Ethelbert Miller's in his Fifth Inning

Photo of Miller by Shyree Mezick used by permission. Ethelbert Miller (blog, website) gave a reading at Volume II Bookstore September 10th, 2009, after which I interviewed him via email over a couple of  days from 9/30 through 10/1 and wrote this draft.. A version of the interview was slated to appear in 16 Blocks, but never made it, so once I confirmed that I published it today. Ethelbert's poem here, "Hitless and Crying at the Plate" is from April 2009 collection from Curbstone, On Saturdays, I Santana With You. He chairs the board the Institute for Policy Studies and directs the African American Resource Center at Howard University. He has authored of nine books of poetry and two memoirs and edited four anthologies.


Do you see yourself as a "cultural worker." Is being a poet and memoirist part of this?

I haven't used the term "cultural worker" to define myself since the early 1980s. Back then I was doing work that placed me in touch with people from Nicaragua, El Salvador and Chile. I saw my poetry and activism being responsible for connecting communities with different cultures and interests. One person I admire, who used this term was singer Bernice Reagon, one of the Freedom Singers and the founder of Sweet Honey In The Rock. When I think of Paul Robeson, I think of the definitive cultural worker. Today I'm more comfortable with the label "Literary Activist." I keep the door open for the words poet and memoirist. I define being a literary activist as working with publishing, promotion and preservation.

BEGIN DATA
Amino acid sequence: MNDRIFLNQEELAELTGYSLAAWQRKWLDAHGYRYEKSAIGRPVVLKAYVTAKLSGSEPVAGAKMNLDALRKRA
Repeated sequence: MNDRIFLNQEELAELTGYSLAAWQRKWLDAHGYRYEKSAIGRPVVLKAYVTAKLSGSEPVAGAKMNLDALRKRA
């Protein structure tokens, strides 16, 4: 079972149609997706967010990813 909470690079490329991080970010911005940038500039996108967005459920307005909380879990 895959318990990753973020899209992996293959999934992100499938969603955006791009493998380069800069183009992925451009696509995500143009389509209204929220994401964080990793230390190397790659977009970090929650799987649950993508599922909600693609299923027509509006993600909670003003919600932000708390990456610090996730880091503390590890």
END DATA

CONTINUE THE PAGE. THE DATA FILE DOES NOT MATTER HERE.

So, "cultural workers" connect communities with different cultures and interests...you don't use the term to describe youself anymore, but when you were here in Blacksburg you spoke of going to the Middle East?

I've been fortunate to travel to a number of countries in the Middle East. I have visited Iraq, Saudi Arabia, Bahrain, Yemen and Israel.